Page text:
The Black Bituminous Substance in the Body Chamber

The black, bituminous substance in the body chamber (Fig. 11.1A, C-E) looks like shiny pitch that has solidified after being squeezed between the crushed shell walls of the body chamber. The black substance (1) is missing in the chambers of the phrag-mocone, (2) is only present orad of the last septum, (3) has a somewhat variable thickness and extent, and (4) is restricted to the body chamber and is not present in the surrounding sediment. The black substance is best exposed where the wall of the body chamber is removed when the enclosing shale is split. The black material separates easily from the underlying shell wall and is lighter than the shell material.

Fig. 11.1A-E Austrotrachyceras sp. A-C. NHMW 2005z/0006/0006. D,E. NHMW2005z/0006/ 0001. A. Shell and mandibles near the aperture. Black material in the shell is exposed where the body chamber shell wall has been removed. x 1.5. B. Enlarged view of the upper and lower mandibles; the lower mandible is poorly exposed around the periphery of the upper mandible. x 5.5 C. Enlarged view of a fragment of the black material in the body chamber. x 5.2, D, E. Lateral view of the compressed shell with black material squeezed in the body chamber and exposed in its middle part where the shell wall is removed. x 1.0. E. Enlarged view of the black material showing its pitch-like appearance. x 3.5.

Fig. 11.1A-E Austrotrachyceras sp. A-C. NHMW 2005z/0006/0006. D,E. NHMW2005z/0006/ 0001. A. Shell and mandibles near the aperture. Black material in the shell is exposed where the body chamber shell wall has been removed. x 1.5. B. Enlarged view of the upper and lower mandibles; the lower mandible is poorly exposed around the periphery of the upper mandible. x 5.5 C. Enlarged view of a fragment of the black material in the body chamber. x 5.2, D, E. Lateral view of the compressed shell with black material squeezed in the body chamber and exposed in its middle part where the shell wall is removed. x 1.0. E. Enlarged view of the black material showing its pitch-like appearance. x 3.5.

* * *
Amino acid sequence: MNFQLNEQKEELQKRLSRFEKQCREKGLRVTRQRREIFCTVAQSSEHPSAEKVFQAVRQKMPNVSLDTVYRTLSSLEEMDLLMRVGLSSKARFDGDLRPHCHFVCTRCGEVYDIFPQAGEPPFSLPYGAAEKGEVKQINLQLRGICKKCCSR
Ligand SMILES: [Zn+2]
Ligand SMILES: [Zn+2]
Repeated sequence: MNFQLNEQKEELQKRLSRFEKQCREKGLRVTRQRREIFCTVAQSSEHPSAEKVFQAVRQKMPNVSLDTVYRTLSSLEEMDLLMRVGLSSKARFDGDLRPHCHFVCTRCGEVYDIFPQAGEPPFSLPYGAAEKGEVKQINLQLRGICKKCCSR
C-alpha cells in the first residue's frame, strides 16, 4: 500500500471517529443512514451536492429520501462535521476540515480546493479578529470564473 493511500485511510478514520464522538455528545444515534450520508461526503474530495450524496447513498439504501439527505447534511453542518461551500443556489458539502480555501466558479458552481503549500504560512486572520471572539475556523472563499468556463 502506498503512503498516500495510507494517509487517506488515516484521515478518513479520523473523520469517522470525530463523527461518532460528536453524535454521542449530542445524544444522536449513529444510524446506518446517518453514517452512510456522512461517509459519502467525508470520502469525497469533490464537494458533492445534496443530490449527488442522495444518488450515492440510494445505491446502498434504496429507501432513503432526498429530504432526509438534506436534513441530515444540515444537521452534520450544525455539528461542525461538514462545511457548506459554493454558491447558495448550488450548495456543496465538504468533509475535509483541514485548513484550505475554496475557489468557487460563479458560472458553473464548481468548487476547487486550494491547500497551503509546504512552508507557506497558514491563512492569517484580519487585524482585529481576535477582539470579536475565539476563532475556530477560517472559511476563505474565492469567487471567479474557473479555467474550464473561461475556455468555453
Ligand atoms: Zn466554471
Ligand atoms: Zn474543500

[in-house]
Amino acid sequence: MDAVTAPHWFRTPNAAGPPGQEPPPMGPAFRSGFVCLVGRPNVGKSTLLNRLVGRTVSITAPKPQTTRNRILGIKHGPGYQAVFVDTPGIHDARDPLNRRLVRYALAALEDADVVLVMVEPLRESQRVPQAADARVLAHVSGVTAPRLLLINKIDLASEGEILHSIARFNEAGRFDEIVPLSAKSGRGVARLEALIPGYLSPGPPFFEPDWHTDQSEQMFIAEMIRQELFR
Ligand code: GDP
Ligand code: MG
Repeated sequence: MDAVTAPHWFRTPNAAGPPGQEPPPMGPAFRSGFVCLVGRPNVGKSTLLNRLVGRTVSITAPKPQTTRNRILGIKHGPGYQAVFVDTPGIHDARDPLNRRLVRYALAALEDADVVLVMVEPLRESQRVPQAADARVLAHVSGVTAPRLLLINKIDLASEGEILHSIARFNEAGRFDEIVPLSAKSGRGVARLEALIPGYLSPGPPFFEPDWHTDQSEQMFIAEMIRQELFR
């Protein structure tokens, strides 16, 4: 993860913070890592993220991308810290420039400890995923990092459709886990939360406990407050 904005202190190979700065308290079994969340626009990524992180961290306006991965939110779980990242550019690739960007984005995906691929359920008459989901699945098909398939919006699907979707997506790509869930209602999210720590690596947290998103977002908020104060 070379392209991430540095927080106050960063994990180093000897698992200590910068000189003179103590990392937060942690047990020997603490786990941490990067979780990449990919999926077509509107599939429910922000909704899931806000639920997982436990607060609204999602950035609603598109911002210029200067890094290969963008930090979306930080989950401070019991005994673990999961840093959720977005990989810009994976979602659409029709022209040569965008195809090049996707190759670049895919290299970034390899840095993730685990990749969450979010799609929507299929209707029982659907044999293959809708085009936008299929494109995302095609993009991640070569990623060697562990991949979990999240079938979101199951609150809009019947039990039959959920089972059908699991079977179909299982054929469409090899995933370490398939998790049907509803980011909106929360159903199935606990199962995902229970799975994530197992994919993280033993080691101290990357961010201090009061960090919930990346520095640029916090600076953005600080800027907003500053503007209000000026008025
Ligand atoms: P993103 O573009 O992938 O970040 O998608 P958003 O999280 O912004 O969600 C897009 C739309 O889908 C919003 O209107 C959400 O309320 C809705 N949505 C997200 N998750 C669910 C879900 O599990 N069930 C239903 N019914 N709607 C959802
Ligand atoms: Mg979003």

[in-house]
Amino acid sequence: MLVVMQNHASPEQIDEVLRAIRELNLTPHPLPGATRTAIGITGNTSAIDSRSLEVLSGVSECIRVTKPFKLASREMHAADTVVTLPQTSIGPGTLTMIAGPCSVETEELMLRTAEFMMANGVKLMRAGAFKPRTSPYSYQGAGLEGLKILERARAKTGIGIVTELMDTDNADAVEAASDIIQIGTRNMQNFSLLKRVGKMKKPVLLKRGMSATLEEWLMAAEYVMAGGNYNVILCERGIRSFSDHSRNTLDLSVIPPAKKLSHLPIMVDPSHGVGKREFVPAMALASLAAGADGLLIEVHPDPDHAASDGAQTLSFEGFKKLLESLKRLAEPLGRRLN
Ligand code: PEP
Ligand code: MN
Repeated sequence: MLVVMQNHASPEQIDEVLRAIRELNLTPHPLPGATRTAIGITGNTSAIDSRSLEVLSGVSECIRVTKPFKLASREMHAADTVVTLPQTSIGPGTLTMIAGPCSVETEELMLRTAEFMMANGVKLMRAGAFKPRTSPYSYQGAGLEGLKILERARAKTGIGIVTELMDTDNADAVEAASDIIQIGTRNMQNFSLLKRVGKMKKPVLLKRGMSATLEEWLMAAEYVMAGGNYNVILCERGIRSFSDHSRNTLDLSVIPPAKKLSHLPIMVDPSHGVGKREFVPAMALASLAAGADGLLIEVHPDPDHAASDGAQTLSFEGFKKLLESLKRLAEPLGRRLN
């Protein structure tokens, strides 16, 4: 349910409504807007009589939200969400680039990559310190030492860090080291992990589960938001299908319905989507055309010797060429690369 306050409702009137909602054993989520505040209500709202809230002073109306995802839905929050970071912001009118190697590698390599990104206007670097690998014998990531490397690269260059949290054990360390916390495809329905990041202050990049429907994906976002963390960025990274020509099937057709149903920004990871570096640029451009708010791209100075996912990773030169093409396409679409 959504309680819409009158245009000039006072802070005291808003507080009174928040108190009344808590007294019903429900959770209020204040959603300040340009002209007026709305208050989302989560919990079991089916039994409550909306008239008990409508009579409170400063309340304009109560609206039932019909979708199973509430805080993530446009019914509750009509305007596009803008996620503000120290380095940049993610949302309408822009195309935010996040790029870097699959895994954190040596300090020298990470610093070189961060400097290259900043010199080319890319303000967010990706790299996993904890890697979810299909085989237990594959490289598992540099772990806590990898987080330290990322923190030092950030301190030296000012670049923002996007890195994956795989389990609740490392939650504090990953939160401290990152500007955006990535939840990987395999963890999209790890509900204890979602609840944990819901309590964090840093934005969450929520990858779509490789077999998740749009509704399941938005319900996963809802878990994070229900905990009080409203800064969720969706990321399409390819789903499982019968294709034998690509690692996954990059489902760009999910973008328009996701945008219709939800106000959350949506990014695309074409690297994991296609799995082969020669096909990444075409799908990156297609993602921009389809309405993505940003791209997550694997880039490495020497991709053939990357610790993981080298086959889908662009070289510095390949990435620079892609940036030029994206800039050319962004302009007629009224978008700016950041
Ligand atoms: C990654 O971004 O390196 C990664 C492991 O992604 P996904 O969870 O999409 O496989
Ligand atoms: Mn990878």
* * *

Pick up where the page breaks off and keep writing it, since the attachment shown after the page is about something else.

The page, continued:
The SEM study shows that the black substance forms two sheets that are indistinctly separated by an uneven interspace (Fig. 11.4A, B). These sheets are laminated (Figs. 11.2A, C, 4C), and the laminae are often broken into irregular plates and patches (Figs. 11.4E, F, 6C). Due to differences in preservation, the sheets have a varying ultrastructure: a granular porous ultrastructure (Fig. 11.3B, C), a globular ultrastructure consisting either of irregularly sized globules (Fig. 11.6A) or regularly sized globules (Fig. 11.5C), or an irregular rodlike interconnected ultrastructure (Fig. 11.5D-F). In places, the laminae show a fibrous ultrastructure with the fibers consisting of numerous globules (Figs. 11.2C, 3A) or granules (Figs. 11.4E, F, 6C; see also Doguzhaeva et al., 2004b: Fig. 11.2A). The interspace between the two sheets contain debris that was probably originally organic material and organ pieces, which has been plastically deformed and sometimes folded (Fig. 11.4D). The outer surface of the sheets facing the wall of the body chamber shows a regular honeycomb-like pattern (Doguzhaeva et al., 2004b: Fig. 11.3A-C) with cells the size of which corresponds to that of nacreous tablets of the shell wall (ca. 0.3 |im). The microlamination of the two sheets of black substance, and the fibrous structure of each lamina (Fig. 11.3A), indicate that the sheets were originally a muscular tissue.